Art or grand political protest? When Shen Yun Performing Arts Group takes the stage at the Thousand Oaks Civic Arts Plaza’s Kavli Theatre next week for its highly publicized show, their intent is to do more than entertain and inspire audiences, according to Toacorn.com on January 17, 2013.
Among the saturated colors, synchronized movements and ancient songs is the steady voice of dissent.
Falun Gong was founded in 1992 by “master” Li Hongzhi, “It’s one of his pet projects,” James Tong, professor of Chinese politics at UCLA, said. “Their performances are part of (Falun Gong’s) outreach program.”
The Embassy of the People’s Republic of China in the United States claims that Shen Yun is not a cultural performance but a political tool “filled with cult messages and implied attacks against the Chinese government.”
Opposition to Falun Gong is not limited to China, Tong said.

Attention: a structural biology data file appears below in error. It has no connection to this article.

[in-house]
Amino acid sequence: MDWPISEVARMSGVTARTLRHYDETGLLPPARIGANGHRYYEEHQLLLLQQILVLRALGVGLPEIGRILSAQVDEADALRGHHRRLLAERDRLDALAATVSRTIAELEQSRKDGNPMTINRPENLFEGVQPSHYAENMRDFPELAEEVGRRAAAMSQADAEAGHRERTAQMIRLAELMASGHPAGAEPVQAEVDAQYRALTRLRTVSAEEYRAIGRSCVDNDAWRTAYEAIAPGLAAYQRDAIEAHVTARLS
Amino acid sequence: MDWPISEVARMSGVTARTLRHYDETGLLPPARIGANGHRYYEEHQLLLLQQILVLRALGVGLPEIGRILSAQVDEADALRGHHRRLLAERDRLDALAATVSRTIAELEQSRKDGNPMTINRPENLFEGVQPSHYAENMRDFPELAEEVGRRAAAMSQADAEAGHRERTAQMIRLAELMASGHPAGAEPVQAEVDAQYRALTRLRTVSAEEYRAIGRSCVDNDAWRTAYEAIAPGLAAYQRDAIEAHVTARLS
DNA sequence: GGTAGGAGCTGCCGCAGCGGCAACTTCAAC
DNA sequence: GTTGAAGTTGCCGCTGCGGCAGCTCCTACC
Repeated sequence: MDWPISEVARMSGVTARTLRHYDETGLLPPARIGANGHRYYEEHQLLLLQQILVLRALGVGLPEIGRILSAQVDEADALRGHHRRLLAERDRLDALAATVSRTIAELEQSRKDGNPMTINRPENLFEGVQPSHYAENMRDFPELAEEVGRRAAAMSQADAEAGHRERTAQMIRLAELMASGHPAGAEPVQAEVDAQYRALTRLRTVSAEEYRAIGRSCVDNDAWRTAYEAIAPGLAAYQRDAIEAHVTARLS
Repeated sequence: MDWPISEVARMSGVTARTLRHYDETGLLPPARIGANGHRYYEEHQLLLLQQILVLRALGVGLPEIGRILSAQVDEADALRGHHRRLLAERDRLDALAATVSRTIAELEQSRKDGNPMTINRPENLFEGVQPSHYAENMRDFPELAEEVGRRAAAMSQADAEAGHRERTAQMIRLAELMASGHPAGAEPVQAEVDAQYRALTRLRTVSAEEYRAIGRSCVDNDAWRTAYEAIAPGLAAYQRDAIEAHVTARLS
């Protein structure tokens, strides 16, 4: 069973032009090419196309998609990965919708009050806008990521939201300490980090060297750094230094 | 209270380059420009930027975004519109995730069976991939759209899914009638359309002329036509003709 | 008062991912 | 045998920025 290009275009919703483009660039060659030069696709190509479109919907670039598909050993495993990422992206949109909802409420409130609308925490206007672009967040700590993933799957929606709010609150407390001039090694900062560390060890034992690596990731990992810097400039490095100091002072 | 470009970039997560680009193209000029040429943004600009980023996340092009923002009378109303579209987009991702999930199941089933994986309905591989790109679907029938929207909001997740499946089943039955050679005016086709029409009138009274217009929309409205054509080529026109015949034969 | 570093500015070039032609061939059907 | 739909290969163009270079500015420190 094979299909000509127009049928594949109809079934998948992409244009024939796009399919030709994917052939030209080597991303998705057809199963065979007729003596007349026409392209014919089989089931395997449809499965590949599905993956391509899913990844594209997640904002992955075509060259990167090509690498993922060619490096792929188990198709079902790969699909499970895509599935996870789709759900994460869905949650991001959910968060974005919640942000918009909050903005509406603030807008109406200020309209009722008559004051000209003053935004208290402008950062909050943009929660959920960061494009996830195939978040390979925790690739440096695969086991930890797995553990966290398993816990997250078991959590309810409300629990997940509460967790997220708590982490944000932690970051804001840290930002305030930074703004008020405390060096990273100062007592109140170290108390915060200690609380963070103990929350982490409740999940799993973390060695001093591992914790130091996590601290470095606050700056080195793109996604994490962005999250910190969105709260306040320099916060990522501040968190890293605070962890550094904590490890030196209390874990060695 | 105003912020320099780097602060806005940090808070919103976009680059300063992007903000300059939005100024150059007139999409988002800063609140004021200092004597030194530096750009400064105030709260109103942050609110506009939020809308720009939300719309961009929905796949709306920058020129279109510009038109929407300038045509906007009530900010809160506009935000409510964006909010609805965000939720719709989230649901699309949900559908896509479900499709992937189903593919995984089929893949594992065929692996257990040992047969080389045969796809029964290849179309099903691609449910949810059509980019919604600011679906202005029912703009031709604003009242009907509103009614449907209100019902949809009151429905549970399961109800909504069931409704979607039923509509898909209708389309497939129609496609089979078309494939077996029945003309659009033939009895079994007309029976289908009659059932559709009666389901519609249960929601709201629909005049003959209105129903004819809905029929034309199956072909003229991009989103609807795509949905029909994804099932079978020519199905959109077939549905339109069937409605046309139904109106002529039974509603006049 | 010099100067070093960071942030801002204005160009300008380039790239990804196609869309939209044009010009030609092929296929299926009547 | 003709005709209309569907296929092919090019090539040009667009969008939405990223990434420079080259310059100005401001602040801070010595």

“Outside China it is also somewhat controversial because of some of its teachings,” he said, because Hongzhi has expressed views against modern science and homosexuality and purports that the end of the world is near.
Yet the controversial group appears to have widespread support in the U.S. The support may be attributed in part to Falun Gong’s successful public relations campaign, Tong said.
“They have a very successful and effective lobbying program for elected officials,” he said. “Falun Gong has a lot of PR in the U.S. and in much of the industrialized West.”
(Toacorn.com, January 17, 2013)